My brother and I loved playing in the backyard of our childhood home, back in the days when kids enjoyed the outdoors. Probably the single most irksome thing about our wonderland was Mrs. Modell’s black walnut tree hanging overhead. The tree was huge and jutted across a third of our yard. It wasn’t so much the tree we hated, but those troublesome walnuts.
Throughout spring and summer the tree grows its fruit, or the nut and seed. The nut at this stage is encased in a lime green husk that’s hard as a baseball. They gradually grow larger and resemble clusters of lemons or green apples. When they fell early (or we knocked them from the tree), we learned to let them alone because they left a foul scent on our hands.
In autumn the husk softens as it ripens and then falls to the ground. This is when the backyard became a little less enjoyable for us, for a number of reasons. The old car that sat under the tree made sure we always knew when the husks fell…every single time. Then, they rot and change from greenish-yellow in color to dark brown or black; and the liquefied mush stains anything it touches. Inside that mess is a tough, corrugated nut that looks like a round sea coral.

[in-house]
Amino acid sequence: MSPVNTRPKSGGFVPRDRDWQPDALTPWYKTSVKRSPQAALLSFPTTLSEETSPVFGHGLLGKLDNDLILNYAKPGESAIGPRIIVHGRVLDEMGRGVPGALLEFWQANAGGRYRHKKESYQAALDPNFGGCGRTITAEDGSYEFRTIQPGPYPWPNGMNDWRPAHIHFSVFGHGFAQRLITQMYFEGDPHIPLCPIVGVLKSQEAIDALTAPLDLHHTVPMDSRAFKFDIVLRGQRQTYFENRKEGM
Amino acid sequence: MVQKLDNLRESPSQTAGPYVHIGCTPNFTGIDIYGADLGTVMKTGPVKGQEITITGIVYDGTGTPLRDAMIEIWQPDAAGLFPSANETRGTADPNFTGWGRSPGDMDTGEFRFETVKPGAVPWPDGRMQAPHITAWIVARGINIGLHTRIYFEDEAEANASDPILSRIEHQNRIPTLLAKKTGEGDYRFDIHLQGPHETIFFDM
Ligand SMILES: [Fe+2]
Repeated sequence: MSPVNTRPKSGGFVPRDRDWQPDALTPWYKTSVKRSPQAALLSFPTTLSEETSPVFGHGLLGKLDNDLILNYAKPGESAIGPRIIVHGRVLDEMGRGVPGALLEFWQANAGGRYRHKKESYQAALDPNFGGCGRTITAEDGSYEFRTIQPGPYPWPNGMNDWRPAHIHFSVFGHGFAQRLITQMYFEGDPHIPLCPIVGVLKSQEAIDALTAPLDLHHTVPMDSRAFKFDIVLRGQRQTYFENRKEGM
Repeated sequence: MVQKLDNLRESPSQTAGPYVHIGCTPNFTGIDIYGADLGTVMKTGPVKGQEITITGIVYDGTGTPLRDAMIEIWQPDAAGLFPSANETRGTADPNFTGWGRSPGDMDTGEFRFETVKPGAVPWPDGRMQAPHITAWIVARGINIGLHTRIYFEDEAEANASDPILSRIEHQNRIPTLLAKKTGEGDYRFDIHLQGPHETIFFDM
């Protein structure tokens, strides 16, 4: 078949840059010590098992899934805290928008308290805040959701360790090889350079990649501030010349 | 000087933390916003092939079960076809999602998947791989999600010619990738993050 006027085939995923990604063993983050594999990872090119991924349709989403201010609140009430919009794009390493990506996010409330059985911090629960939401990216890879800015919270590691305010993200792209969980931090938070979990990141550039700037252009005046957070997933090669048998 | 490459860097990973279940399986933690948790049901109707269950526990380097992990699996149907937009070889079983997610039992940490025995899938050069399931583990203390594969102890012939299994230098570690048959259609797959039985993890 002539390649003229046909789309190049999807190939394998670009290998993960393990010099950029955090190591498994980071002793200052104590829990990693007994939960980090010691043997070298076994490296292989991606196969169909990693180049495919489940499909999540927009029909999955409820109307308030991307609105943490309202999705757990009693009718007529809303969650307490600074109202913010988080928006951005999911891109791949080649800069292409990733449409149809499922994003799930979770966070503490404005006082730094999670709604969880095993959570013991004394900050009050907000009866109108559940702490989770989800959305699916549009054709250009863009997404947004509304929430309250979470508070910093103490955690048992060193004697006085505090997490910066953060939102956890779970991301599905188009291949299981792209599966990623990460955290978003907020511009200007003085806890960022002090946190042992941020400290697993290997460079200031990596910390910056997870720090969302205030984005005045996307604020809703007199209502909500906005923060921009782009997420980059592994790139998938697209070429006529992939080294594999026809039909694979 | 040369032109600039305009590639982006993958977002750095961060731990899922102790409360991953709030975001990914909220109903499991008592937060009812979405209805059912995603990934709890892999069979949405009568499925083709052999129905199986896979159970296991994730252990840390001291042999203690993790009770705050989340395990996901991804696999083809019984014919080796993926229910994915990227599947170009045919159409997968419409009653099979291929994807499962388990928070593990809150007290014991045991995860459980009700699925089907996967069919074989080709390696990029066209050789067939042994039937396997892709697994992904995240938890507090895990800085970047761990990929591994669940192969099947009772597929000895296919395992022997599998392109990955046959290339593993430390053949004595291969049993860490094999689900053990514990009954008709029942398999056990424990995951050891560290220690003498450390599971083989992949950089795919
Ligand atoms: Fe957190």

My brother and I usually didn’t take the time to clear away the husks before mowing the yard, so whole or sharp pieces of nut were always a threat to our bare feet as we ran about. It was only when we became teens that we began to harvest the nuts for our mom and her friends. Drying out and removing the rotted husks required patience unless we were prepared to dive in and get dirty.
O, Taste and See!
That memory causes me to reflect on Philippians 3:14: “I press on toward the goal for the prize of the upward call of God in Christ Jesus”—not in the sense of any effort I put into harvesting those nuts. Instead, I notice the parallel of the subject: the goal…here the nut and fruit of the tree.
My brother and I learned that there was a useful and tasty goodness within those husks that made all that seasonal drama worthwhile, albeit in our yard and not on a farm. It was why the squirrels waited patiently as the seed ripened.
Similarly, living our lives with Christ in mind is like putting up with the annoying and unpleasant aspects of those husks knowing that something wonderful abides. Jesus compares the kingdom to a man who discovers treasure in a field, hides it again, and then quickly buys the field (Matt. 13:44). That field may have been the most miserable boondocks to him until then; but finding that treasure changed everything.
The anthem “Shout to the Lord” ends with a great affirmation: “Nothing compares to the promise I have in you.” Do you believe that? That’s where I stand. Christ is all the world to me—even if it means muck, stinky hands, and the constant thud of husks hitting the ground.